Post by RollyShed »

MurphCID wrote:
Wed Jul 01, 2020 8:22 pm
In the old days, we had to hand code our operating systems you young whippersnappers! :)
A row of switches on the front panel that needed to be set. On the PDP-8 sets of 3 toggle switches such that something like 7423 would be 111, 100, 010, 011. About dozen instructions entered followed by a length of punched paper tape. Then we could put the programme tape in. This then ran an xray diffractometer. The other PDP-8 ran a mass spectrometer.
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Re: "In the old days we...."

Post by Kadaitcha Man »

freshminted wrote:
Wed Jul 01, 2020 8:28 pm
Operating systems?? You were lucky. We had to carve our own ones and zeros out of rocks.
HA! Back in my day we only needed uncarved rocks for ones and no rocks at all for zeroes.
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Re: "In the old days we...."

Post by MrEen »

Kadaitcha Man wrote:
Wed Jul 01, 2020 9:10 pm
freshminted wrote:
Wed Jul 01, 2020 8:28 pm
Operating systems?? You were lucky. We had to carve our own ones and zeros out of rocks.
HA! Back in my day we only needed uncarved rocks for ones and no rocks at all for zeroes.
Sheer luxury!!! In my day, rocks hadn't coalesced yet. And the Universe was really really hot!
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Re: "In the old days we...."

Post by ajgringo619 »

Man I feel old reading this thread! I remember the 300 baud modems, the Commodore PET, the Apple I, CGA monitors. For me, the biggest technology jump was when our town got one of the first cable modems; going from 56k to 1.5mb was beyond amazing. I do still miss the old BBS days, though; made a lot of good friends there and on FIDOnet.
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Re: "In the old days we...."

Post by Kadaitcha Man »

MrEen wrote:
Wed Jul 01, 2020 9:26 pm
Kadaitcha Man wrote:
Wed Jul 01, 2020 9:10 pm
freshminted wrote:
Wed Jul 01, 2020 8:28 pm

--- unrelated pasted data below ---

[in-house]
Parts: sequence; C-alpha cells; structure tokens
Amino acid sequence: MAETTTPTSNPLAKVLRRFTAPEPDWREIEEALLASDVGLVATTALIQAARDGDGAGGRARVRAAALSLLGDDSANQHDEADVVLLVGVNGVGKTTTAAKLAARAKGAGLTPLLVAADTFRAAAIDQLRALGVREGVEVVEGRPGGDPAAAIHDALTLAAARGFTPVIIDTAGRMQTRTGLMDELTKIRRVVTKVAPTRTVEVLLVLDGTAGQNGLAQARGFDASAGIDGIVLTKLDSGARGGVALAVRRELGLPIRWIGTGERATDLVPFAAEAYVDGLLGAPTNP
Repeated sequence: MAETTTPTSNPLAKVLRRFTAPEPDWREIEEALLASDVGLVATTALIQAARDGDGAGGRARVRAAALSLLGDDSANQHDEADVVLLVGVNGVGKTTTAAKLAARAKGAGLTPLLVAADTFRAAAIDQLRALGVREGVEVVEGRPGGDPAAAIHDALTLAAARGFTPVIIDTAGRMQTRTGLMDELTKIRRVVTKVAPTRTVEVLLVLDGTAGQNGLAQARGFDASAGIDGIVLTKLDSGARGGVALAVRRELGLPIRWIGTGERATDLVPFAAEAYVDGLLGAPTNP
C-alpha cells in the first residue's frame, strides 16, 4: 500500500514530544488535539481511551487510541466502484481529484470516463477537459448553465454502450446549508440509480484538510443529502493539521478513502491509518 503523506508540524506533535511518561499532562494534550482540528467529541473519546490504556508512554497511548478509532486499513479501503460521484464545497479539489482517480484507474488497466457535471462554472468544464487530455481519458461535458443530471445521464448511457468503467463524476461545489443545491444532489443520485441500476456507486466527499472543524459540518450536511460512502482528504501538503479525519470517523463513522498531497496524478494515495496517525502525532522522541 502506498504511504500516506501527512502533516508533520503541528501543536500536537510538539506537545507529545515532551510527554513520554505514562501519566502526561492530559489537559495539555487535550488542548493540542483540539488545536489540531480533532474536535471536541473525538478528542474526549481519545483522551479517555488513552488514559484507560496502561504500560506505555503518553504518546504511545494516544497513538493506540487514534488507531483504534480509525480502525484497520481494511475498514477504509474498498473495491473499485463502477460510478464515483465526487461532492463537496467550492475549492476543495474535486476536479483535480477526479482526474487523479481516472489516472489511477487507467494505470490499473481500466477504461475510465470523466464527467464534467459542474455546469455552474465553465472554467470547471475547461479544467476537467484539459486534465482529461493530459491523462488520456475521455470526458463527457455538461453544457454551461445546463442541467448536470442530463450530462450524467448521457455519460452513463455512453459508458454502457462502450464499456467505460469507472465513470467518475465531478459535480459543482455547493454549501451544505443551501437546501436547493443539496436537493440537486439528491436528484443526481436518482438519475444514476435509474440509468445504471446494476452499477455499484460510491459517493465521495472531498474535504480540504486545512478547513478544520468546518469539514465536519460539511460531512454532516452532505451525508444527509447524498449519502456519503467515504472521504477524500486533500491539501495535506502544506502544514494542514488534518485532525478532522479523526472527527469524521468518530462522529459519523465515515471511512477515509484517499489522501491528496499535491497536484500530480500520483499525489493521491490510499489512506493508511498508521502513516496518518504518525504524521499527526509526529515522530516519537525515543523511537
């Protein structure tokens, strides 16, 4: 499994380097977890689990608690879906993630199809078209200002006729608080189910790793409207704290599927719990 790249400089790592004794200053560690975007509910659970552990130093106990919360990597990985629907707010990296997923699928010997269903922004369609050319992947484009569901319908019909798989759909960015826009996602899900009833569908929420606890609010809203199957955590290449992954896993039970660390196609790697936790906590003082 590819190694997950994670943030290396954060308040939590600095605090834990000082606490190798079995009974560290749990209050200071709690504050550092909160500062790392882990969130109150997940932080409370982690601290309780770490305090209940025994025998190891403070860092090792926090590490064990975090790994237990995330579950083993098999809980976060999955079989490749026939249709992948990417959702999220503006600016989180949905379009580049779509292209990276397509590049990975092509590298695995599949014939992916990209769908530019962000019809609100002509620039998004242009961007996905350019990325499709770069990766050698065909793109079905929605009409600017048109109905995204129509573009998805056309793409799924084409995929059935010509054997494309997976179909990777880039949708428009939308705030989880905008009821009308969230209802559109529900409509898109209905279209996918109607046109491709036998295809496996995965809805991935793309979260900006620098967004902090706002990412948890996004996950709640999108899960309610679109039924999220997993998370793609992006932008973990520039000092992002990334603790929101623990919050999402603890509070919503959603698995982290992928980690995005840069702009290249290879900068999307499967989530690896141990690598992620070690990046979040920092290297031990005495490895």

Operating systems?? You were lucky. We had to carve our own ones and zeros out of rocks.
HA! Back in my day we only needed uncarved rocks for ones and no rocks at all for zeroes.
Sheer luxury!!! In my day, rocks hadn't coalesced yet. And the Universe was really really hot!
Yes, I was there when it happened, I saw the whole thing. First there was just emptiness, a totality of void, then, all of a sudden, FOOM! There it was... it turned out that some joker had powered up a VAX-11/780.
Coming to a thread near you: Lots of bragging about my AMD 5950X. Currently delayed due to high demand.
It's pronounced kad-eye-cha, not kada-itcha.
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Re: "In the old days we...."

Post by MrEen »

Kadaitcha Man wrote:
Wed Jul 01, 2020 9:38 pm
it turned out that some joker had powered up a VAX-11/780.
Well I'll be. That explains the heat!
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Re: "In the old days we...."

Post by Kadaitcha Man »

MrEen wrote:
Wed Jul 01, 2020 9:44 pm
Kadaitcha Man wrote:
Wed Jul 01, 2020 9:38 pm
it turned out that some joker had powered up a VAX-11/780.
Well I'll be. That explains the heat!
lol - I have no comeback. You got me.
Coming to a thread near you: Lots of bragging about my AMD 5950X. Currently delayed due to high demand.
It's pronounced kad-eye-cha, not kada-itcha.
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Re: "In the old days we...."

Post by ZakGordon »

"In the old days we....had to type our games by hand and having no storage medium (no tape or floppy drives) that meant when we turned the computers off, we lost our games and would have to re-enter them by hand to play the game the following day!"

My early experience with a 1K ZX81 in the 1980's (let's not talk about the 16K ram pack 'wobble'!), i was at the forefront of computer gamers back then, it was new and awkward, but kind of fun ;)

I did eventually get a tape deck, and some games on tape (3D Monster Maze was pretty awesome), but not for the first 12 months or so. I learned to type accurately!
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Re: "In the old days we...."

Post by MurphCID »

I had to hand make the punch cards I used to learn programming! We had to go into the forest and chop down a tree, mulch it, press the paper, and then punch the holes in it to build your program! So there....


Seriously though, I did start with Fortran on punch cards back in college. If we were mean, we would find an obnoxious drones cards and shuffle them....